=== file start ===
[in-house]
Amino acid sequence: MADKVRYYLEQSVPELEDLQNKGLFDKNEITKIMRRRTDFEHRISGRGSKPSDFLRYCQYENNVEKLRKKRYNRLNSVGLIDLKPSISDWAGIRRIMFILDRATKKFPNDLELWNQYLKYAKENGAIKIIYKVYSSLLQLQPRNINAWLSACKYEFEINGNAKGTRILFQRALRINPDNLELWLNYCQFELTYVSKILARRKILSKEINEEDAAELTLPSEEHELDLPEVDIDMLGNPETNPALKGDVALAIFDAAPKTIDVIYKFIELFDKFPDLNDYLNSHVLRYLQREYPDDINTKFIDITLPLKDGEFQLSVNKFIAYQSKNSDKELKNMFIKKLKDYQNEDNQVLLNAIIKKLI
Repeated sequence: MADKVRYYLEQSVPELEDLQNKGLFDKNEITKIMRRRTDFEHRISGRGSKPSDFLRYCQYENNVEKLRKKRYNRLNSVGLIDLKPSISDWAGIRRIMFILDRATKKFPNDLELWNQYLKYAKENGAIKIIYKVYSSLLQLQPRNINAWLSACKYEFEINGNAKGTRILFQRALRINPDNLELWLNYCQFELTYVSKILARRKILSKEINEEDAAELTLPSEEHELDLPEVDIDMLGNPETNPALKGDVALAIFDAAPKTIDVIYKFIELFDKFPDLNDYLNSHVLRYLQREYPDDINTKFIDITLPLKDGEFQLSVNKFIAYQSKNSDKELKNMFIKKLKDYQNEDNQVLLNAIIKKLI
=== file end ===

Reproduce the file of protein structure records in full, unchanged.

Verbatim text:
[in-house]
Amino acid sequence: MADKVRYYLEQSVPELEDLQNKGLFDKNEITKIMRRRTDFEHRISGRGSKPSDFLRYCQYENNVEKLRKKRYNRLNSVGLIDLKPSISDWAGIRRIMFILDRATKKFPNDLELWNQYLKYAKENGAIKIIYKVYSSLLQLQPRNINAWLSACKYEFEINGNAKGTRILFQRALRINPDNLELWLNYCQFELTYVSKILARRKILSKEINEEDAAELTLPSEEHELDLPEVDIDMLGNPETNPALKGDVALAIFDAAPKTIDVIYKFIELFDKFPDLNDYLNSHVLRYLQREYPDDINTKFIDITLPLKDGEFQLSVNKFIAYQSKNSDKELKNMFIKKLKDYQNEDNQVLLNAIIKKLI
Repeated sequence: MADKVRYYLEQSVPELEDLQNKGLFDKNEITKIMRRRTDFEHRISGRGSKPSDFLRYCQYENNVEKLRKKRYNRLNSVGLIDLKPSISDWAGIRRIMFILDRATKKFPNDLELWNQYLKYAKENGAIKIIYKVYSSLLQLQPRNINAWLSACKYEFEINGNAKGTRILFQRALRINPDNLELWLNYCQFELTYVSKILARRKILSKEINEEDAAELTLPSEEHELDLPEVDIDMLGNPETNPALKGDVALAIFDAAPKTIDVIYKFIELFDKFPDLNDYLNSHVLRYLQREYPDDINTKFIDITLPLKDGEFQLSVNKFIAYQSKNSDKELKNMFIKKLKDYQNEDNQVLLNAIIKKLI